A framework of strategies has been developed around five dimensions of inpatient diagnostic errors. Researchers say their work is also applicable to other patient populations.
Researchers at Baylor College of Medicine have developed a framework of strategies to reduce diagnosis errors in hospitalized patients.
While investigating diagnosis errors in hospitalized patients, the researchers identified five dimensions of diagnosis, then analyzed errors to identify improvement opportunities within each dimension. Their work was published in Annals of Internal Medicine.
National patient safety initiatives and CMS's efforts to reduce hospital-acquired conditions and readmissions have not focused on misdiagnoses, noted study co-author Hardeep Singh, MD, MPH, associate professor of medicine at Baylor and chief of the Health Policy, Quality and Informatics Program at the Houston VA Center for Innovations in Quality, Effectiveness and Safety.
The research focused on inpatients, but the dimensions of diagnosis and corresponding improvement opportunities are broadly applicable, Singh said in a statement.
The five dimensions and some suggested improvements include:
- Patient-physician encounter: Allocate time to effectively communicate with patients; seek "cognitive support" to assist decision-making in cases of uncertainty
- Performance and interpretation of diagnostic tests: Collaborate in person with lab professionals and radiologists to interpret complex test results or in cases of difficult diagnosis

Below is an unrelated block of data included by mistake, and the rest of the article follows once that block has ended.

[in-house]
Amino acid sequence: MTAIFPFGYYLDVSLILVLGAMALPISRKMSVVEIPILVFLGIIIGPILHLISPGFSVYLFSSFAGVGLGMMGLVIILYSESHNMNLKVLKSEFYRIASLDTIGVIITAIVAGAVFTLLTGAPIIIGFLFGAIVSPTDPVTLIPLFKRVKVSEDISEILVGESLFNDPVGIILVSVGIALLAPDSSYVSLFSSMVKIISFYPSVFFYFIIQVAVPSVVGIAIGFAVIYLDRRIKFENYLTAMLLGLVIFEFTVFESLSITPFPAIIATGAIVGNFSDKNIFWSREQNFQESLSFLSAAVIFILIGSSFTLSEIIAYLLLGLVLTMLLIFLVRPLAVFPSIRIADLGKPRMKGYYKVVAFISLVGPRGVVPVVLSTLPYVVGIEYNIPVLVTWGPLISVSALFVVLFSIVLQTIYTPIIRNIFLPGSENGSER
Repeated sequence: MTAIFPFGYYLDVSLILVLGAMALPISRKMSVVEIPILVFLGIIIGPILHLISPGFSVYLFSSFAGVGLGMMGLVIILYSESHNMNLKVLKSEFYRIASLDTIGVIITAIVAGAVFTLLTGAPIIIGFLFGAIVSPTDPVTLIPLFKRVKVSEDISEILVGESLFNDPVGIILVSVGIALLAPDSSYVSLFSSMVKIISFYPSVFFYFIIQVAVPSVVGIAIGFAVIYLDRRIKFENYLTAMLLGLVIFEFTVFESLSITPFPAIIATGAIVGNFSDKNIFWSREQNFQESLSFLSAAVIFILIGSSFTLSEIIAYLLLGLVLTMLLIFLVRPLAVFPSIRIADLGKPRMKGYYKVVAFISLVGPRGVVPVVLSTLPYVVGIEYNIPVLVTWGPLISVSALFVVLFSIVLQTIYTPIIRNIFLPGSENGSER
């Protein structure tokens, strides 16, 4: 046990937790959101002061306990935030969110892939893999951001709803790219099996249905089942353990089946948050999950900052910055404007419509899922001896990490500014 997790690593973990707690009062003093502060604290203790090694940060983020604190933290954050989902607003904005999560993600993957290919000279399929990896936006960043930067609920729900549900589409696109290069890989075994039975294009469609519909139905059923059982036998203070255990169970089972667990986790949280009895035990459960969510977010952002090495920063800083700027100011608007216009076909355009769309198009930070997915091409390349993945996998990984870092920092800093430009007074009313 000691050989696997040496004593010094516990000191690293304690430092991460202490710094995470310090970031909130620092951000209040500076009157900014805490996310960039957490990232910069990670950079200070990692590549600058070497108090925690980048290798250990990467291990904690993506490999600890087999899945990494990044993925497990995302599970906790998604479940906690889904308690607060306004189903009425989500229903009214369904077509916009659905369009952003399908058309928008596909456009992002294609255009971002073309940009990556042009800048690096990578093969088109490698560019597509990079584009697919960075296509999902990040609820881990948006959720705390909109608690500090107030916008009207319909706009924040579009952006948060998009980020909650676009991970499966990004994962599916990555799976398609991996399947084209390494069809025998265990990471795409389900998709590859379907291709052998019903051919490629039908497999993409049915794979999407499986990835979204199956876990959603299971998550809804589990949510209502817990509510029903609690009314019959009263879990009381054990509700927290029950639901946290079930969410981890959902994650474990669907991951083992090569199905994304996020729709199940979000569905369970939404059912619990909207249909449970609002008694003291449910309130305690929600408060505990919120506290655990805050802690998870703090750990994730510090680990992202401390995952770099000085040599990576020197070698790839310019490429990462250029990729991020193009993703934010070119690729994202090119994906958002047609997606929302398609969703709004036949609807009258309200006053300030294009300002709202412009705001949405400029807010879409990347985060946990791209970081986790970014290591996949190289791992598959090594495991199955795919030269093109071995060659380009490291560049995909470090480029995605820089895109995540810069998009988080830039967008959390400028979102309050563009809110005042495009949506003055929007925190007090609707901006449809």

- Follow-up and tracking of diagnostic information over time: Do not overlook past diagnostic data during the current hospitalization; clarify responsibilities of follow-up of abnormal test results
- Subspecialty consultation-related communication and coordination: Use direct verbal communication when making critical decisions; ensure everyone on the team is on same page about the diagnosis when multiple consultants are involved
- Patient-focused strategies: Encourage proactive patient and family participation in the diagnostic process; encourage patients to look at their own medical notes to find inconsistencies
The authors also noted "conceptual challenges" surrounding diagnosis errors. For example, it can be difficult to identify whether an error has occurred and the way people think about diagnoses and errors can change over time.
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"The term 'error' should be used only when unequivocal evidence suggests that a key finding was missed or not investigated when it should have been," the researchers wrote. "Errors should also be framed as learning and improvement opportunities, not moments for assigning blame."
Thinking of errors as missed opportunities gives clinicians the chance to identify what could have been done differently in the diagnostic process and how to apply this knowledge to improve safety, the researchers concluded.